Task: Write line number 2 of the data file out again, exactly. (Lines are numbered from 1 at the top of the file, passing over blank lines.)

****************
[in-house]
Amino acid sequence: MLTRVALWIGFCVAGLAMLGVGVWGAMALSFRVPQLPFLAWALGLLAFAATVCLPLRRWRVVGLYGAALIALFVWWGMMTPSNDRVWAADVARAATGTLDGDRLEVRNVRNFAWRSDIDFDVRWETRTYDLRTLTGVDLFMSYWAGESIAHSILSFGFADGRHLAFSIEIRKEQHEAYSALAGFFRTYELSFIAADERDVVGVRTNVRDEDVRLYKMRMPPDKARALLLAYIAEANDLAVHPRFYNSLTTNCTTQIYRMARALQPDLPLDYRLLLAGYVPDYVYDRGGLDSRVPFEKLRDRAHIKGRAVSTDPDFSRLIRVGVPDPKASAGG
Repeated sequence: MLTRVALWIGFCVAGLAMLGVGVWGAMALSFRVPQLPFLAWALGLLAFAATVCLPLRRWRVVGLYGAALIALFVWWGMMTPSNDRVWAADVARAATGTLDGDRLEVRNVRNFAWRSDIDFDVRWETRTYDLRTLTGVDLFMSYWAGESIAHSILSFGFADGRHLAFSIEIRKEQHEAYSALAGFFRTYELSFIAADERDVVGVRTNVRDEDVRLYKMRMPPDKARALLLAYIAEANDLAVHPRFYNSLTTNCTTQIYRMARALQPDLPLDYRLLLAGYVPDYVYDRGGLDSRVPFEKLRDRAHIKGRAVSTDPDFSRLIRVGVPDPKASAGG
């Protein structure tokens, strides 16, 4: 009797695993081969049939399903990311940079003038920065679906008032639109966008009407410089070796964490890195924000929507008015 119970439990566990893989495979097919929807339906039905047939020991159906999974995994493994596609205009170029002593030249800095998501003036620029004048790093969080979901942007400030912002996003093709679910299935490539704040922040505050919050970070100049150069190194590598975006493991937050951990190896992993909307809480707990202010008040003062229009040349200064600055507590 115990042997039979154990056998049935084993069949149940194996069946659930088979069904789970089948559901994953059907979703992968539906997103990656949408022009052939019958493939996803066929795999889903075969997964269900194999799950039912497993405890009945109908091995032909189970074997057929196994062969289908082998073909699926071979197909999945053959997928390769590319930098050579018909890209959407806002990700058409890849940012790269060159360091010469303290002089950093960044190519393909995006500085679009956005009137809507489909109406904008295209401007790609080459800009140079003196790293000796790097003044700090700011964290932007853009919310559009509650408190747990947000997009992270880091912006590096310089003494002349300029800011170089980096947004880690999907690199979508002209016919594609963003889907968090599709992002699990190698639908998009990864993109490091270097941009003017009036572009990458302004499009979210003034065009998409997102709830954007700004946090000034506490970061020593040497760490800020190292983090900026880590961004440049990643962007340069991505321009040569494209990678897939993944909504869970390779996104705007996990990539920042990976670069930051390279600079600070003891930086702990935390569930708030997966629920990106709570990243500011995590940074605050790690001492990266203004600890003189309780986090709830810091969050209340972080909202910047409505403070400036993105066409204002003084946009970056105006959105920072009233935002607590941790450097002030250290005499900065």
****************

Amino acid sequence: MLTRVALWIGFCVAGLAMLGVGVWGAMALSFRVPQLPFLAWALGLLAFAATVCLPLRRWRVVGLYGAALIALFVWWGMMTPSNDRVWAADVARAATGTLDGDRLEVRNVRNFAWRSDIDFDVRWETRTYDLRTLTGVDLFMSYWAGESIAHSILSFGFADGRHLAFSIEIRKEQHEAYSALAGFFRTYELSFIAADERDVVGVRTNVRDEDVRLYKMRMPPDKARALLLAYIAEANDLAVHPRFYNSLTTNCTTQIYRMARALQPDLPLDYRLLLAGYVPDYVYDRGGLDSRVPFEKLRDRAHIKGRAVSTDPDFSRLIRVGVPDPKASAGG